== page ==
Philadelphia, it is in the logical path of development of the neighboring metropolis.
Moreover, as the trial court noted, the appellants failed to prove that present zoning will not satisfy the needs of the township's natural population growth. A review of the township's development in the last decade shows that the population increased by 4.1% while the number of dwellings in the township increased by 32.7%.
Additionally, there was no proof offered by the appellants that the township has failed to accommodate its "fair share" of the natural growth of population. The R-Residential zoning district comprises only three percent of the township's population; the remainder of the zoning districts offer a diverse range of dwellings and uses, so that no segment of the population is excluded from the township. The trial court judge noted that "62% of the township is zoned for residential development on lots ranging from 1.1 units per acre to 25 dwelling units per acre."*fn1
The appellants, however, contend that the ordinance is exclusionary in its purpose because it was enacted only after the Oak Ridge Farm property owners petitioned the township for a three acre restriction on their development. In Robert Louis Corp. v. Board of Adjustment of Radnor Township, 1 Pa. Commonwealth Ct. 292, 297, 274 A.2d 551, 555 (1971), we rejected the same argument. We there wrote: "The fact that the rezoning was initiated by residents of the zoned area is not determinative of the validity of the ordinance." Mr. Ernest Van Rieker, a professional planner who testified on the appellants' behalf, stated that it is valid planning practice to update zoning ordinances based on legitimate, existing uses. The township's planning director, Mr. Richard
[ 87 Pa. Commw. Page 539]
Bickel, testified that the ordinance satisfied the long-range objectives of the Upper Moreland Comprehensive Plan in encouraging growth and development around certain core areas and in discouraging development in such low density areas as Oak Ridge Farm.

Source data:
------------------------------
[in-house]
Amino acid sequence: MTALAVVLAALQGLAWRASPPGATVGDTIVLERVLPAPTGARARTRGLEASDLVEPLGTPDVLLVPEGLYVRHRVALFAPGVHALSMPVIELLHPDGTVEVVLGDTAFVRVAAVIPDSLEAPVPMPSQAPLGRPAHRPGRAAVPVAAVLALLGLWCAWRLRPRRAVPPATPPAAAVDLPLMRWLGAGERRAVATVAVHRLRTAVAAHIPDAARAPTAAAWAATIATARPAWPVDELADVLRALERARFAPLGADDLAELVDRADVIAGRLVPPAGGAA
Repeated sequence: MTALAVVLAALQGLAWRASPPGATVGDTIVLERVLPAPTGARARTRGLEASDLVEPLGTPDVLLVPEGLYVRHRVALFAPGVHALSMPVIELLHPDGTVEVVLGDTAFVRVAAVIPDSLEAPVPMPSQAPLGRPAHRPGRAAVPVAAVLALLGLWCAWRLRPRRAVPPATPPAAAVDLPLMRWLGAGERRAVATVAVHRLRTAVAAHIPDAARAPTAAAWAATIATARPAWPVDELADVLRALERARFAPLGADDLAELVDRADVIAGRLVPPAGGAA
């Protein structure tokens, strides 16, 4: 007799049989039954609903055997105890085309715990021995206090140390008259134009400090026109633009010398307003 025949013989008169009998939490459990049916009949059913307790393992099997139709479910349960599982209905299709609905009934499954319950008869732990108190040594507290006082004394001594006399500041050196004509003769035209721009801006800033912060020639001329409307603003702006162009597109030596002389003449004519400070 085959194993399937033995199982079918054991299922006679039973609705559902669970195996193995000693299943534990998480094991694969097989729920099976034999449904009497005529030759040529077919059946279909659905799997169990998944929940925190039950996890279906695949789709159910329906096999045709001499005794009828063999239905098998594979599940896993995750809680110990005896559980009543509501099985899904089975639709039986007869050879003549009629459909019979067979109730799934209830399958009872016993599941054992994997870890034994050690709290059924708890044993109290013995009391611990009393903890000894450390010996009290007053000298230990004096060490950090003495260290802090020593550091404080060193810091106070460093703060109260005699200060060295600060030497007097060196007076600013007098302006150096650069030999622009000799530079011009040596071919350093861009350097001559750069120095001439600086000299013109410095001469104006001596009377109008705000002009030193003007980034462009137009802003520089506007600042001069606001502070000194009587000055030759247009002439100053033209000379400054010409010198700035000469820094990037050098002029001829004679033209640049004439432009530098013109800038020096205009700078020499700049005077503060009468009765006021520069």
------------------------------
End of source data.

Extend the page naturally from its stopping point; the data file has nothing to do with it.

The appellants further contend that the R-Residential zoning district ordinance is exclusionary in effect, because it has an adverse influence on the market-ability of the appellants' property. National Land and Investment Co. v. Easttown Township Board of Adjustment, 419 Pa. 504, 524 n. 23, 215 A.2d 597, 608 n. 23 (1965). The appellants' six acre parcel may be subdivided into two lots; their proofs do not include a showing that the resulting two three acre lots would not be marketable.
We agree with the trial court that the board correctly concluded that neither exclusionary intent nor effect was shown.
Police Power Regulation
The appellants' thesis is that the three acre minimum is unduly restrictive, confiscatory, and was therefore an invalid exercise of police power. They say that neither the board nor the court decided this issue. If this were true, we would be required under B-K Properties Appeal, 498 Pa. 370, 446 A.2d 891 (1982), to vacate and to remand the matter to the trial court for a decision on this issue. In B-K Properties Appeal, the trial court judge specifically stated that he was deciding the case on the issue of exclusionary zoning and not on the issue also raised by the landowner that the five acre requirement was an invalid exercise of the police power. We affirmed, but with some judges dissenting on the ground that the police power issue should have been decided by the
[ 87 Pa. Commw. Page 540]
trial court. The Supreme Court vacated our order and remanded to the trial court for a decision on that issue. We believe this case is different. Here, the judge of the common pleas court stated that one of the issues for the court's decision was that of whether "the lot size of three acres is unconstitutional per se," and there are other portions of his opinion which indicate that he did decide this issue against the landowner. Indeed, he decided all of the issues raised against the appellants and in favor of the township. Therefore, in the interest of furthering the progress of this case to resolution, we will consider the issue as having been decided and ready for review.
Cases in which minimum lot restrictions have been overturned on the basis of being unduly restrictive, concerned relatively large tracts of undeveloped land suitable for human habitation. For example, the tract zoned four acres minimum in National Land was eighty-five acres of undeveloped land; the two and three acre lot restrictions in Concord Township Appeal, 439 Pa. 466, 268 A.2d 765 (1970), involved a 140-acre tract ready for development; the ten acre minimum lot size in Martin v. Township of Millcreek, 50 Pa. Commonwealth Ct. 249, 413 A.2d 764 (1980), concerned a 160 acre tract of undeveloped land which the owner sought to subdivide for residential use.